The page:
2a. Kaplan Qbank or USMLEWorld.  The latter had recently debuted, back when I was studying.  With better explanations, diagrams, and a lower price point, it eventually became the “gold standard” question bank.  I don’t know if this is still the case.

2b. NBME practice exams.  These exams felt very different from Step 1, but word on the street was that one’s score supposedly correlated well with one’s actual Step 1 score.  Form #3 was considered most representative.

I first learned about the above strategy from an upperclassman who went into emergency medicine.  Later, one of my classmates who did very well on Step 1 told me that he used the same strategy.

In my own case, things didn’t unfold so neatly:  I read First Aid five times, took notes in First Aid while reading relevant parts of Rapid Review Biochemistry, then read BRS Physiology once and skimmed BRS Pathology and High-Yield Biostatistics quickly.  Also, and this scares me in retrospect, I only completed 36% of the Kaplan Qbank.  However, I took two NBME practice exams a few weeks apart during the second month of studying and did very well on them, predicting the great score that I got on the actual Step 1.  I think that in my particular case, knowing First Aid backward and forward was the key to doing well.

I shared this strategy with a friend who carried it out perfectly, then studied supplemental material–both question banks, other review books–and got an even higher score than I did.  We shared the strategy with other friends.  They all did well, too.  I told our preclinical directors about it.  The study strategy for Steps 2 and 3 is analogous.

Of course, other methods were also effective.  I’ve heard that at Caribbean medical schools, students are drilled with endless multiple-choice questions and mock Step exams for months, becoming expert at taking the test.  (There was, and may still be, a bias against Caribbean med students and foreign medical graduates when I was in residency.  They had to obtain high scores on the Step exams to have a fighting chance for an accredited residency slot in the US.)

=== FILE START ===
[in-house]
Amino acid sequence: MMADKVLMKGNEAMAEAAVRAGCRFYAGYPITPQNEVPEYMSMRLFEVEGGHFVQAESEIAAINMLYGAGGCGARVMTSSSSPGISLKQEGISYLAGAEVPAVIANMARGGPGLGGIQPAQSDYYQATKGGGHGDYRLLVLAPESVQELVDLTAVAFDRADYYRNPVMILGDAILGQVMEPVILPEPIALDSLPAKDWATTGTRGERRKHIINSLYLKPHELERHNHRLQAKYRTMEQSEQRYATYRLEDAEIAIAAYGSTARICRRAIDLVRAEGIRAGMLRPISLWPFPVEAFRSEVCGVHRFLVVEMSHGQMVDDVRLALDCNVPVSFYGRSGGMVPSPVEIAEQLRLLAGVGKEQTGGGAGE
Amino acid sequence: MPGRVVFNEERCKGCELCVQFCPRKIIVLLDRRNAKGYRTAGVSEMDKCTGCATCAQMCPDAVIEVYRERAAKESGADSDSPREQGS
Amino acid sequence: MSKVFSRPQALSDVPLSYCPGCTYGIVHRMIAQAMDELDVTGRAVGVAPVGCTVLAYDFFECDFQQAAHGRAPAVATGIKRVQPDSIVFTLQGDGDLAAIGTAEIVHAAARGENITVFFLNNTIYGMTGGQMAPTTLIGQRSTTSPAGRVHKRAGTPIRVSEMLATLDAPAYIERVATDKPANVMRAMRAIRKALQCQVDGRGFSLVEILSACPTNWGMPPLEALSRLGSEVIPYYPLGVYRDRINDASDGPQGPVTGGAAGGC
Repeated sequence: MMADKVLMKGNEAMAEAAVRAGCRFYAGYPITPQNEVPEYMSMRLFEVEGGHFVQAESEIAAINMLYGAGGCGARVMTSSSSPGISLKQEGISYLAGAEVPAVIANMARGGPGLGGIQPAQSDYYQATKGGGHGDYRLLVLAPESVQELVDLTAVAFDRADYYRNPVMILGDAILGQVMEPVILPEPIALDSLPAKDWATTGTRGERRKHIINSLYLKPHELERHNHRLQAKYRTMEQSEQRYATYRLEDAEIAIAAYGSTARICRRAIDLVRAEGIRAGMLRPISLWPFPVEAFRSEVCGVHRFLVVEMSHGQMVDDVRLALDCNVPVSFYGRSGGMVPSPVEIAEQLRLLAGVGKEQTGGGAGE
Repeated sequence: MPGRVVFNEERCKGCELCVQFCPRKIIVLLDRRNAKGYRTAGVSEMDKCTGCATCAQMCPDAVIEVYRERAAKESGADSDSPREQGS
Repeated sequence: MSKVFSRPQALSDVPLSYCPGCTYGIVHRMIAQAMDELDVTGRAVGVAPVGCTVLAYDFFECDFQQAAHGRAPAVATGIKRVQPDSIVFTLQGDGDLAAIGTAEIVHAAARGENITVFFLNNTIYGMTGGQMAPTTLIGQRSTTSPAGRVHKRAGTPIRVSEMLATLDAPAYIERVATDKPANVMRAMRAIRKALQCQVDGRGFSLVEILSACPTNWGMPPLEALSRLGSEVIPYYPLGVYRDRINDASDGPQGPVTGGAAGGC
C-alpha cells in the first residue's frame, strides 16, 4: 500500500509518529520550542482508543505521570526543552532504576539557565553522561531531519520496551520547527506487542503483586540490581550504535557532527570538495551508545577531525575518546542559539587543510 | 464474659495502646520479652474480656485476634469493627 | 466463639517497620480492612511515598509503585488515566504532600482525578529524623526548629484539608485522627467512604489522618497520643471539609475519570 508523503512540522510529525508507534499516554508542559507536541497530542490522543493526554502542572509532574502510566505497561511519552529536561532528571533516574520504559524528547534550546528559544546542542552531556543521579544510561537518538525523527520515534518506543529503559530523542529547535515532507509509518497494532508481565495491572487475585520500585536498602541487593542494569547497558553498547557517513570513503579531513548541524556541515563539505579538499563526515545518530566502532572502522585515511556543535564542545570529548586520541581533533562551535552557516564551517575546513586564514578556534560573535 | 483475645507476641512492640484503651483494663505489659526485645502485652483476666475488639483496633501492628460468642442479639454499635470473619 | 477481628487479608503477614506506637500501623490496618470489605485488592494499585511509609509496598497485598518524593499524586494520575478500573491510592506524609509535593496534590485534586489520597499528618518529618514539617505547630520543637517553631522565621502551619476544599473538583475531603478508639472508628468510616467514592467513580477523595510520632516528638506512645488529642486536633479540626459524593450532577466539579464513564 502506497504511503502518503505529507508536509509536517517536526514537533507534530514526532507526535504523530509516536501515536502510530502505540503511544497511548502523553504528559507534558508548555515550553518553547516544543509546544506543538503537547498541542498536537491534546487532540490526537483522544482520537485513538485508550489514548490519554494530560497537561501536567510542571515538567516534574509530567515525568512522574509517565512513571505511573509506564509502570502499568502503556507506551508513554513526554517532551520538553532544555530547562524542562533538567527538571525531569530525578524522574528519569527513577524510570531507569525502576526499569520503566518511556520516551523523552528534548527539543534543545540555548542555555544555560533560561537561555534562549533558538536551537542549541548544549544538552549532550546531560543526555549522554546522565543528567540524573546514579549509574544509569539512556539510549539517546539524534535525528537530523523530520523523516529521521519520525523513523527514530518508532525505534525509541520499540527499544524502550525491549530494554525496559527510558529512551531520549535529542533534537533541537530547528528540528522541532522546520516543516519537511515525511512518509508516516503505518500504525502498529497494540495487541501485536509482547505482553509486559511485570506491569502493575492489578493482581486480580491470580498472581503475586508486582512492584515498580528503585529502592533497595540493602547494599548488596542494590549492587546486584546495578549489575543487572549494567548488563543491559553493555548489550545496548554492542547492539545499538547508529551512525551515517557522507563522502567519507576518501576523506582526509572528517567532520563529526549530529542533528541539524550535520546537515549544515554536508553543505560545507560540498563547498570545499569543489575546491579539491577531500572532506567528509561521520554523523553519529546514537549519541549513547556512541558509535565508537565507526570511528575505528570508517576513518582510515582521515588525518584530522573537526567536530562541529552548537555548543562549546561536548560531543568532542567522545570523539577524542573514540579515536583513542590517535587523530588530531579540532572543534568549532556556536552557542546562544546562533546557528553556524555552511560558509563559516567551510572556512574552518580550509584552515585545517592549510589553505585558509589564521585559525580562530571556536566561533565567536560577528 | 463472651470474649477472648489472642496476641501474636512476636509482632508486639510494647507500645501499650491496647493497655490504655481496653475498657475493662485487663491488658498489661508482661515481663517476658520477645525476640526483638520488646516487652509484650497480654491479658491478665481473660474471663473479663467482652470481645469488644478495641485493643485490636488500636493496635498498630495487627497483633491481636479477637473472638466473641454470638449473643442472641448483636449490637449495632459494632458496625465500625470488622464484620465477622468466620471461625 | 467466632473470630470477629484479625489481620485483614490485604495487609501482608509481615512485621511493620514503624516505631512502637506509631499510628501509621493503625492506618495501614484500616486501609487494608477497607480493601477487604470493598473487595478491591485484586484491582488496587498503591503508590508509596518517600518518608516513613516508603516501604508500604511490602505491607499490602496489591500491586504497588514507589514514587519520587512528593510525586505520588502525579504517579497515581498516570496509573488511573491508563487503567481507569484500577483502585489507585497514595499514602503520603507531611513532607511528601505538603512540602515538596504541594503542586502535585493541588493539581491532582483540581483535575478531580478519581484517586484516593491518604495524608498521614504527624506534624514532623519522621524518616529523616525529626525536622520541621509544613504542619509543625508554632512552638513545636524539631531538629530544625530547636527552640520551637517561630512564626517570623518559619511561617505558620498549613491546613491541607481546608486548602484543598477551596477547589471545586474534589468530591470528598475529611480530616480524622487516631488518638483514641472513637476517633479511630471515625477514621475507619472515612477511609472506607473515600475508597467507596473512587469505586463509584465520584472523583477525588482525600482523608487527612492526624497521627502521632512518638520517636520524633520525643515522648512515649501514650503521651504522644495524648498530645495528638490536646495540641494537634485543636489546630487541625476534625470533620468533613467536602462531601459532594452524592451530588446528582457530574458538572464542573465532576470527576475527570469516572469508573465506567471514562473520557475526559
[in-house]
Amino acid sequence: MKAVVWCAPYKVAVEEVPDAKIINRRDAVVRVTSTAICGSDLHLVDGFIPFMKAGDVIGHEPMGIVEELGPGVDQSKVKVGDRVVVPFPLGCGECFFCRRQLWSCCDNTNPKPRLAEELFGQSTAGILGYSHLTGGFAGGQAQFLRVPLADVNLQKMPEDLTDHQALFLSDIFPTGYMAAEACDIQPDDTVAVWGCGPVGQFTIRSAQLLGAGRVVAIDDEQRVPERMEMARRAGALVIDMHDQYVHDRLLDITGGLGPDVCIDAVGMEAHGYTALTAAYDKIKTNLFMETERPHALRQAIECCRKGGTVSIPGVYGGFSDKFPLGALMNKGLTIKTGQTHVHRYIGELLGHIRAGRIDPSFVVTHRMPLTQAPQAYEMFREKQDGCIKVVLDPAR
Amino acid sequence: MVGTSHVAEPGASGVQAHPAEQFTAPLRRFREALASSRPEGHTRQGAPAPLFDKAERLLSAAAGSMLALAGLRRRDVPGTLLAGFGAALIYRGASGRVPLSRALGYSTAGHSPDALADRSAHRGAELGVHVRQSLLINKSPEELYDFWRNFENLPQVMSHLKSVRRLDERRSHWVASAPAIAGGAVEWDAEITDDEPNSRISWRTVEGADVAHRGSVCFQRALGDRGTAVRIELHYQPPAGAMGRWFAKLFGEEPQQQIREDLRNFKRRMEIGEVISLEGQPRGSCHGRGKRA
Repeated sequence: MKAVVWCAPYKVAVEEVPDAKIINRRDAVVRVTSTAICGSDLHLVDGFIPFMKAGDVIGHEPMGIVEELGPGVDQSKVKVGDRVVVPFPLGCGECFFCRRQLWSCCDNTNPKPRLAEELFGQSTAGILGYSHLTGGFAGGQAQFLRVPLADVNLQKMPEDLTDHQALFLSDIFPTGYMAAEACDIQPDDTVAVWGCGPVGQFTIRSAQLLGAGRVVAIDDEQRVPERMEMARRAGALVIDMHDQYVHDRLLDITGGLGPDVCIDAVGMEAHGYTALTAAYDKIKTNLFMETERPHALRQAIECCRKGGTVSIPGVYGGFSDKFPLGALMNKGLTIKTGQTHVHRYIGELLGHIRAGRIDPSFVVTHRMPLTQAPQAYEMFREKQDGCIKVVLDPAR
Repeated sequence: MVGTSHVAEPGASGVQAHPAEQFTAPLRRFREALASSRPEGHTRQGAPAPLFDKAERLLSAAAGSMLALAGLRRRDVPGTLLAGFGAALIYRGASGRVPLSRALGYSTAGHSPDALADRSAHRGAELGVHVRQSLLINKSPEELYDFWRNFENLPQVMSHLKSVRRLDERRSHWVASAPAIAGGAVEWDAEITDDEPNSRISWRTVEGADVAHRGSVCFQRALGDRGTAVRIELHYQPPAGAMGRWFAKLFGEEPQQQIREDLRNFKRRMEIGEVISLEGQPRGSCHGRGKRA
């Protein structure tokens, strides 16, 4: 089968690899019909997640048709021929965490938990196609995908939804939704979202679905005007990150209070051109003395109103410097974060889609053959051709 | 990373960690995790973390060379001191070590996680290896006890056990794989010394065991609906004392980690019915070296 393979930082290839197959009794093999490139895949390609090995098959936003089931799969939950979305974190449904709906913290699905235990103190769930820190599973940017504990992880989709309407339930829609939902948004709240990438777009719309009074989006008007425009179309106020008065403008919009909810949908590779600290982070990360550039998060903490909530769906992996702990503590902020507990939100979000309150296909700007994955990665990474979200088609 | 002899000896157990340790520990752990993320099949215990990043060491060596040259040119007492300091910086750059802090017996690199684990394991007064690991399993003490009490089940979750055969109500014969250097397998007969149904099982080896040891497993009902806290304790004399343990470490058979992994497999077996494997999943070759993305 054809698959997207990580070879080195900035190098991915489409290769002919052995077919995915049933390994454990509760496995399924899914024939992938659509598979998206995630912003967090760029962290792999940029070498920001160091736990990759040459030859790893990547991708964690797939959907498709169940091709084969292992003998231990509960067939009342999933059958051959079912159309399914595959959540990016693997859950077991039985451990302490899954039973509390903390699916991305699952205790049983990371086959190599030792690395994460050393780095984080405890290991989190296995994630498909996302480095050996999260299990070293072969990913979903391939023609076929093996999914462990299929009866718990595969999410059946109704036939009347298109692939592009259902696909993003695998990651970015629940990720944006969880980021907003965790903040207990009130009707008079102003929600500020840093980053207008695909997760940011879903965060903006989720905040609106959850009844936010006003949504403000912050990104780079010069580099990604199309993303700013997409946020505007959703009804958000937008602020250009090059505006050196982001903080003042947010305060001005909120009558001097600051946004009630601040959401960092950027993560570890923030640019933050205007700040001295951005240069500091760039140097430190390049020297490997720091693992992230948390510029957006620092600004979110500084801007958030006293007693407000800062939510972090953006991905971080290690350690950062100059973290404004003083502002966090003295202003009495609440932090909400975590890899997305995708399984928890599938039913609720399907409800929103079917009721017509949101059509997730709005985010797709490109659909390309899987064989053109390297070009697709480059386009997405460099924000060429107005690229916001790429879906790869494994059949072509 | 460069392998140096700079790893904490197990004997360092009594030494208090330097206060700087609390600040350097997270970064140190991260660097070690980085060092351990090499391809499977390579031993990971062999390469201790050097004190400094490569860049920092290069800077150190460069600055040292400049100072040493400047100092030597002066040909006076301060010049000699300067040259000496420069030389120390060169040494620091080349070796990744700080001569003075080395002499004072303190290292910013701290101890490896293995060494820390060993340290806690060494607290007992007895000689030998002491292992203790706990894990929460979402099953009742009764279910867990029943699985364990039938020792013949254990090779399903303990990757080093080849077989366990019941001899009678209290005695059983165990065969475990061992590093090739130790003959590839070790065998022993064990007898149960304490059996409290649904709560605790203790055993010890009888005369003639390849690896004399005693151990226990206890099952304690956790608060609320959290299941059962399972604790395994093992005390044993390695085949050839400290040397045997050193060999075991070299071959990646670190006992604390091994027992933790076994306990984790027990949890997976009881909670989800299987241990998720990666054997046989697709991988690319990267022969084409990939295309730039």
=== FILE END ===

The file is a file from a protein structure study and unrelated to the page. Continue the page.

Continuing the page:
There’s more than one way to eat a pomegranate.  And I’m sure the game has changed since 2008.  Spaced-repetition software is more popular now than it was back then.  There are medicine-specific, computer-based spaced-repetition systems like Firecracker (see below) that weren’t around when I was in medical school.  Optimal learning strategies are better-understood.  Every generation of students is savvier about learning and has better learning tools available to them.

Example #2: American Board of Internal Medicine

My internal medicine residency program had a very high ABIM pass rate.  Again, they preferred to accept medical students with high Step scores (the thought–whether or not it’s correct–was that this predicts internal medicine board pass rates).  However, there were other critical things about our program that set us up for easily passing the ABIM: